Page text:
How to Build My Cheek Muscles

As we age, our cheeks take on a hollow appearance and begin to sag.

High, prominent cheekbones are a key component of an appealing face. The face begins to show signs of aging when gravity draws the cheeks inward and down, causing folds to form between the nose and and mouth. As the cheeks sag, the jaw also becomes undefined and pouches of flesh, known as jowls, begin to form. According to Louise Annette, creator of the "Ageless If You Dare" facial exercise program, much of what is considered to be cheekbone is actually muscular tissue, and training the four main cheek muscles will help to rebuild the contours of the cheeks and lift the face.


Step 1

Grasp a chunk of flesh along the cheekbone. Do this by placing the three middle fingers of either hand along the top of the cheekbone, and place your thumb in the middle of the cheek where dimples are commonly found. Press the flesh downward away from the eye socket area. While still pressing down, open your mouth slightly, and move the corners of your mouth into a very wide, happy smile. While holding the pose, you can either count to five or repeat a positive affirmation. Louise Annette recommends saying "It's wonderful to feel happy" rather than simply counting. Repeat 20 times. Perform this exercise every other day to build the zygomaticus major muscle and encourage fuller cheeks.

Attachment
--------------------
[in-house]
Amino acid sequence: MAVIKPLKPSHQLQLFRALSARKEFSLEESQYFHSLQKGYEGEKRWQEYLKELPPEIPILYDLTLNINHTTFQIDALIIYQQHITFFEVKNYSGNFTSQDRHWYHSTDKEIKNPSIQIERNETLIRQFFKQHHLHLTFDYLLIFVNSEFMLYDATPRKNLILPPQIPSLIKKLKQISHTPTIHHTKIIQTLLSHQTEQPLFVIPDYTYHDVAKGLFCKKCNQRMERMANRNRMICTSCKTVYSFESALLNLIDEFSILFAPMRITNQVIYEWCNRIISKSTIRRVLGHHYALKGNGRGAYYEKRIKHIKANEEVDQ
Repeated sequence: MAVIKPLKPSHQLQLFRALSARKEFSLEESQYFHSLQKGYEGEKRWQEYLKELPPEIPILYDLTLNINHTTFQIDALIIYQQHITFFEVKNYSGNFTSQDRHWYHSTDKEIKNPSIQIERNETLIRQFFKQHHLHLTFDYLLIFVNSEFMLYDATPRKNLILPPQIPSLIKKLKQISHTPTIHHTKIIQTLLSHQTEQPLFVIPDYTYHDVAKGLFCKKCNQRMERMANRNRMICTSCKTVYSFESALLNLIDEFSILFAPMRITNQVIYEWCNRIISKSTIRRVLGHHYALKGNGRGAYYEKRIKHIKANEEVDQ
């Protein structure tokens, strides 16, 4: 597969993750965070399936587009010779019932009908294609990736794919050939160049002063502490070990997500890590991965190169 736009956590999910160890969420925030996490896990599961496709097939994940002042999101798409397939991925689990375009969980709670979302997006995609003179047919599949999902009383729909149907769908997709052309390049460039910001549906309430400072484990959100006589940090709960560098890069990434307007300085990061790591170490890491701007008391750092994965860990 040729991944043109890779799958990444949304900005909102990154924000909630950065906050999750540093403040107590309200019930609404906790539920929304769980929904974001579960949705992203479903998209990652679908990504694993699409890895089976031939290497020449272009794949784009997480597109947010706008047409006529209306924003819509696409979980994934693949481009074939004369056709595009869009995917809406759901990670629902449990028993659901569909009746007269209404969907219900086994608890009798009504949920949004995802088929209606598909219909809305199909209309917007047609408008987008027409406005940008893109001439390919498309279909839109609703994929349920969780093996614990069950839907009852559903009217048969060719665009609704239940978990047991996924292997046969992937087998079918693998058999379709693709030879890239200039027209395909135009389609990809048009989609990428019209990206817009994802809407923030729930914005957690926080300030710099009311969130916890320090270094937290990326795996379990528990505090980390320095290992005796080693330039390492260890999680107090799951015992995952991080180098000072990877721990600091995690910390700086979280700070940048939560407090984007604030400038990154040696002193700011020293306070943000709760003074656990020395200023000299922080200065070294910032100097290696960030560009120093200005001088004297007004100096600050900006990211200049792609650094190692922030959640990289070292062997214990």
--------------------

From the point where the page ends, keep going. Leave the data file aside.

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Step 2

Sit in an erect position. Hold your shoulders back, and jut your chin slightly forward. Open your mouth and wrap your upper and lower lips over your teeth. Place your index finger on your chin. Open your mouth wider, while simultaneously looking up at the ceiling, and lift your lower lids in a squint. While holding this pose, raise your cheeks by making a smile with your upper lip. Use the index finger on your chin to create resistance. Hold this position for 30 seconds, then relax. Carole Maggio, who authored the "Facercise" training program, says this exercise will help to lift the cheeks. Perform once or twice daily.


Step 3

Close your mouth. Draw the insides of your cheeks as close to your teeth as possible, as though performing a tight-lipped smile. Place the fleshy part of your palms against your cheeks and press slightly inward. Hold while counting to six, and repeat 10 times. This exercise forms part of Deborah Crowley's Flex Effect facial resistance program, and targets the buccinator muscle, which when firmed will fill out the hollows of cheeks. This exercise should be repeated at least five times weekly.



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